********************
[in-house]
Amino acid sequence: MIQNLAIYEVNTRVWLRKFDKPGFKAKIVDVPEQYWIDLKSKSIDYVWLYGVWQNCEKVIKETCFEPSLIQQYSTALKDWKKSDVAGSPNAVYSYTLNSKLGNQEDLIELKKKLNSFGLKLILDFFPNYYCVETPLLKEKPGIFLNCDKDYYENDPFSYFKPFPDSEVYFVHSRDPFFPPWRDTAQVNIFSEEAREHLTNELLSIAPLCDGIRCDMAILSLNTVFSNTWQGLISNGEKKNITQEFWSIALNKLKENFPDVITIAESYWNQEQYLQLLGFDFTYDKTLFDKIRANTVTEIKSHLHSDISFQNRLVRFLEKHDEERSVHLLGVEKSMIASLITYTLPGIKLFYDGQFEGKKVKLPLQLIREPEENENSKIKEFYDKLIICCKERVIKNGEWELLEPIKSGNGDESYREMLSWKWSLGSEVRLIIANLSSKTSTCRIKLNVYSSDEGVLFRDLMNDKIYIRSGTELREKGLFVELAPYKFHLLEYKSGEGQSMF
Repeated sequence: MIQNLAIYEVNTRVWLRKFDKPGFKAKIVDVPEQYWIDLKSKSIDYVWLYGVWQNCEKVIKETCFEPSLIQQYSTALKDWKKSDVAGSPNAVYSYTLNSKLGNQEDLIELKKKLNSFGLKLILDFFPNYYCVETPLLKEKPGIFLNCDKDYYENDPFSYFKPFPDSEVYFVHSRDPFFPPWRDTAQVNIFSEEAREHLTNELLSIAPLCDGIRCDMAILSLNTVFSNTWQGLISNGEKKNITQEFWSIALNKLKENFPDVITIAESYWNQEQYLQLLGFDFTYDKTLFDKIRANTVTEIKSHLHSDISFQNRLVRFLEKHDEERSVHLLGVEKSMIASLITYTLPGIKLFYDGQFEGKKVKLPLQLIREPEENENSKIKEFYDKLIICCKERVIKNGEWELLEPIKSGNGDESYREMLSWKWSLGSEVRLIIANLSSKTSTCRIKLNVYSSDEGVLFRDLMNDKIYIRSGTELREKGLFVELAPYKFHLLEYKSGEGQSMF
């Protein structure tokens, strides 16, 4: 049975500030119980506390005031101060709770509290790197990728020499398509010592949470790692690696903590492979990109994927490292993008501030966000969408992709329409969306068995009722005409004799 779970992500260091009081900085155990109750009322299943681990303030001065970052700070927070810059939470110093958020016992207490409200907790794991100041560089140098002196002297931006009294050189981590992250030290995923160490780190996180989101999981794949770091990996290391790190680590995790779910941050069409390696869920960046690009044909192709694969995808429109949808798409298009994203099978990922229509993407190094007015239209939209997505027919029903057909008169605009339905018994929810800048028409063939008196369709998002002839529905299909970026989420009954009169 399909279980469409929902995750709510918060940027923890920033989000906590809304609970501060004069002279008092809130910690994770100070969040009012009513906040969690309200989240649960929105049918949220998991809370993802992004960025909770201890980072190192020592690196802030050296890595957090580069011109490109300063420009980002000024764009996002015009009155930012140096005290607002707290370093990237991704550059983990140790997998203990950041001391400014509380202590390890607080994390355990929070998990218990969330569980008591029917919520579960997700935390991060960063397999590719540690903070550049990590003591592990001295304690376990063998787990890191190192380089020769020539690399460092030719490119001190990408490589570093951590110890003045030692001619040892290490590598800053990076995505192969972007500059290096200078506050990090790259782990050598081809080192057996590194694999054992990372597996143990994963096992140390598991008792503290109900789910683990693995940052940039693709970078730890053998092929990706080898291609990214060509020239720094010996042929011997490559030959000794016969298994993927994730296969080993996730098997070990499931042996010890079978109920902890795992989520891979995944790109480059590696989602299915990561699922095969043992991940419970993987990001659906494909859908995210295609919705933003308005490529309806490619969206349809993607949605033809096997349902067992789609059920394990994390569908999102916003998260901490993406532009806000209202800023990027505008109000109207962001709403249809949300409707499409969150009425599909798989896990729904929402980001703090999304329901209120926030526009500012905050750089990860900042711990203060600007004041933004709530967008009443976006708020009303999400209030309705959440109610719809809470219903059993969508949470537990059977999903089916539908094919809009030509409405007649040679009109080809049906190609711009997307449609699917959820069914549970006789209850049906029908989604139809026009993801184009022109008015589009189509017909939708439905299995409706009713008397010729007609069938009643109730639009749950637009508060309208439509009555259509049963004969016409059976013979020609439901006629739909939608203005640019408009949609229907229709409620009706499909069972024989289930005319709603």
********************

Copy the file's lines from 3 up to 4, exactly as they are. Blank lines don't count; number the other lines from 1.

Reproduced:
Repeated sequence: MIQNLAIYEVNTRVWLRKFDKPGFKAKIVDVPEQYWIDLKSKSIDYVWLYGVWQNCEKVIKETCFEPSLIQQYSTALKDWKKSDVAGSPNAVYSYTLNSKLGNQEDLIELKKKLNSFGLKLILDFFPNYYCVETPLLKEKPGIFLNCDKDYYENDPFSYFKPFPDSEVYFVHSRDPFFPPWRDTAQVNIFSEEAREHLTNELLSIAPLCDGIRCDMAILSLNTVFSNTWQGLISNGEKKNITQEFWSIALNKLKENFPDVITIAESYWNQEQYLQLLGFDFTYDKTLFDKIRANTVTEIKSHLHSDISFQNRLVRFLEKHDEERSVHLLGVEKSMIASLITYTLPGIKLFYDGQFEGKKVKLPLQLIREPEENENSKIKEFYDKLIICCKERVIKNGEWELLEPIKSGNGDESYREMLSWKWSLGSEVRLIIANLSSKTSTCRIKLNVYSSDEGVLFRDLMNDKIYIRSGTELREKGLFVELAPYKFHLLEYKSGEGQSMF
């Protein structure tokens, strides 16, 4: 049975500030119980506390005031101060709770509290790197990728020499398509010592949470790692690696903590492979990109994927490292993008501030966000969408992709329409969306068995009722005409004799 779970992500260091009081900085155990109750009322299943681990303030001065970052700070927070810059939470110093958020016992207490409200907790794991100041560089140098002196002297931006009294050189981590992250030290995923160490780190996180989101999981794949770091990996290391790190680590995790779910941050069409390696869920960046690009044909192709694969995808429109949808798409298009994203099978990922229509993407190094007015239209939209997505027919029903057909008169605009339905018994929810800048028409063939008196369709998002002839529905299909970026989420009954009169 399909279980469409929902995750709510918060940027923890920033989000906590809304609970501060004069002279008092809130910690994770100070969040009012009513906040969690309200989240649960929105049918949220998991809370993802992004960025909770201890980072190192020592690196802030050296890595957090580069011109490109300063420009980002000024764009996002015009009155930012140096005290607002707290370093990237991704550059983990140790997998203990950041001391400014509380202590390890607080994390355990929070998990218990969330569980008591029917919520579960997700935390991060960063397999590719540690903070550049990590003591592990001295304690376990063998787990890191190192380089020769020539690399460092030719490119001190990408490589570093951590110890003045030692001619040892290490590598800053990076995505192969972007500059290096200078506050990090790259782990050598081809080192057996590194694999054992990372597996143990994963096992140390598991008792503290109900789910683990693995940052940039693709970078730890053998092929990706080898291609990214060509020239720094010996042929011997490559030959000794016969298994993927994730296969080993996730098997070990499931042996010890079978109920902890795992989520891979995944790109480059590696989602299915990561699922095969043992991940419970993987990001659906494909859908995210295609919705933003308005490529309806490619969206349809993607949605033809096997349902067992789609059920394990994390569908999102916003998260901490993406532009806000209202800023990027505008109000109207962001709403249809949300409707499409969150009425599909798989896990729904929402980001703090999304329901209120926030526009500012905050750089990860900042711990203060600007004041933004709530967008009443976006708020009303999400209030309705959440109610719809809470219903059993969508949470537990059977999903089916539908094919809009030509409405007649040679009109080809049906190609711009997307449609699917959820069914549970006789209850049906029908989604139809026009993801184009022109008015589009189509017909939708439905299995409706009713008397010729007609069938009643109730639009749950637009508060309208439509009555259509049963004969016409059976013979020609439901006629739909939608203005640019408009949609229907229709409620009706499909069972024989289930005319709603």